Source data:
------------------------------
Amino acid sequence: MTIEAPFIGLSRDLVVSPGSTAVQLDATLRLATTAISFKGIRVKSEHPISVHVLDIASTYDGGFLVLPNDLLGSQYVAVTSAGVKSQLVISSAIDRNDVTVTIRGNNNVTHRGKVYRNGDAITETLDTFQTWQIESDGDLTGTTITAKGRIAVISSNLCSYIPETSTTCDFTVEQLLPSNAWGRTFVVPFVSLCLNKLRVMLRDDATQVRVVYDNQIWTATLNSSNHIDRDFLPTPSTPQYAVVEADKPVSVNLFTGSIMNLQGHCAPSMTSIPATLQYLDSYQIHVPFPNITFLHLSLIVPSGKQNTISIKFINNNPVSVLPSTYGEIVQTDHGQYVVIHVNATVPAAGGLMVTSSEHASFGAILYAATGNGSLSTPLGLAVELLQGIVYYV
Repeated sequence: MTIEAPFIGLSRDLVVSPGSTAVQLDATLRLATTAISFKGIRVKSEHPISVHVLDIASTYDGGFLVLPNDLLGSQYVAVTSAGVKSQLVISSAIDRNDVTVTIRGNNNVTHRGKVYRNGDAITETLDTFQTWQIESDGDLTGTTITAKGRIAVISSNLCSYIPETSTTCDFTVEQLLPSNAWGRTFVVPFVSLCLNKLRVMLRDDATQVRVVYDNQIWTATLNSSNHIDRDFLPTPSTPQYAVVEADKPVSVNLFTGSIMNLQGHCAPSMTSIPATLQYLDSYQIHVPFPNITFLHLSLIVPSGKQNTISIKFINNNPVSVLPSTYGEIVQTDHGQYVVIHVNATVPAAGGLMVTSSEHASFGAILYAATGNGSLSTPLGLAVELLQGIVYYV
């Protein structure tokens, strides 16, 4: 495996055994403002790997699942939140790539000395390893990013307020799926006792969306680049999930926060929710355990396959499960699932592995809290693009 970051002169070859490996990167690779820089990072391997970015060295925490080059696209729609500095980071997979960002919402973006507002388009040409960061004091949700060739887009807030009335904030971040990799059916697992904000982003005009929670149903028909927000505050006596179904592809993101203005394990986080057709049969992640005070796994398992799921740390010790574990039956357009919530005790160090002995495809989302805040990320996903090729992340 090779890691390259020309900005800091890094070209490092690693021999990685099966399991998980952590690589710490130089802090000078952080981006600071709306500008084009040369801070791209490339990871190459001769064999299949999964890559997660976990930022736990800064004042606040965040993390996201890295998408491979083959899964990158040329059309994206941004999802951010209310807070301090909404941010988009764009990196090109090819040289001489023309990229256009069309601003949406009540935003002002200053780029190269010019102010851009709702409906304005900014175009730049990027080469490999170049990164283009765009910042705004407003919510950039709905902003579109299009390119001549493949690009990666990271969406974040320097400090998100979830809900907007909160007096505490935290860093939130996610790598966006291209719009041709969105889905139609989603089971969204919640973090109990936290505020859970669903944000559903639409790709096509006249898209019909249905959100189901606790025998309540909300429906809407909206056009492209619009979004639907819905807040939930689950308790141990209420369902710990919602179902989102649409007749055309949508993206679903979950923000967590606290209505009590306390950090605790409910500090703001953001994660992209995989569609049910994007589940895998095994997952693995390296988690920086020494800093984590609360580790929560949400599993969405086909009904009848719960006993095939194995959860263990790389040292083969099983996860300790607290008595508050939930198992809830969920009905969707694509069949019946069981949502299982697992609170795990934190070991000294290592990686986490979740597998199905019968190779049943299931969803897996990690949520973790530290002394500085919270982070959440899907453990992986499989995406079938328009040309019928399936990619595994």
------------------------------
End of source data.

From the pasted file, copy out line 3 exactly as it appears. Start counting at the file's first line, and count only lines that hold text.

């Protein structure tokens, strides 16, 4: 495996055994403002790997699942939140790539000395390893990013307020799926006792969306680049999930926060929710355990396959499960699932592995809290693009 970051002169070859490996990167690779820089990072391997970015060295925490080059696209729609500095980071997979960002919402973006507002388009040409960061004091949700060739887009807030009335904030971040990799059916697992904000982003005009929670149903028909927000505050006596179904592809993101203005394990986080057709049969992640005070796994398992799921740390010790574990039956357009919530005790160090002995495809989302805040990320996903090729992340 090779890691390259020309900005800091890094070209490092690693021999990685099966399991998980952590690589710490130089802090000078952080981006600071709306500008084009040369801070791209490339990871190459001769064999299949999964890559997660976990930022736990800064004042606040965040993390996201890295998408491979083959899964990158040329059309994206941004999802951010209310807070301090909404941010988009764009990196090109090819040289001489023309990229256009069309601003949406009540935003002002200053780029190269010019102010851009709702409906304005900014175009730049990027080469490999170049990164283009765009910042705004407003919510950039709905902003579109299009390119001549493949690009990666990271969406974040320097400090998100979830809900907007909160007096505490935290860093939130996610790598966006291209719009041709969105889905139609989603089971969204919640973090109990936290505020859970669903944000559903639409790709096509006249898209019909249905959100189901606790025998309540909300429906809407909206056009492209619009979004639907819905807040939930689950308790141990209420369902710990919602179902989102649409007749055309949508993206679903979950923000967590606290209505009590306390950090605790409910500090703001953001994660992209995989569609049910994007589940895998095994997952693995390296988690920086020494800093984590609360580790929560949400599993969405086909009904009848719960006993095939194995959860263990790389040292083969099983996860300790607290008595508050939930198992809830969920009905969707694509069949019946069981949502299982697992609170795990934190070991000294290592990686986490979740597998199905019968190779049943299931969803897996990690949520973790530290002394500085919270982070959440899907453990992986499989995406079938328009040309019928399936990619595994």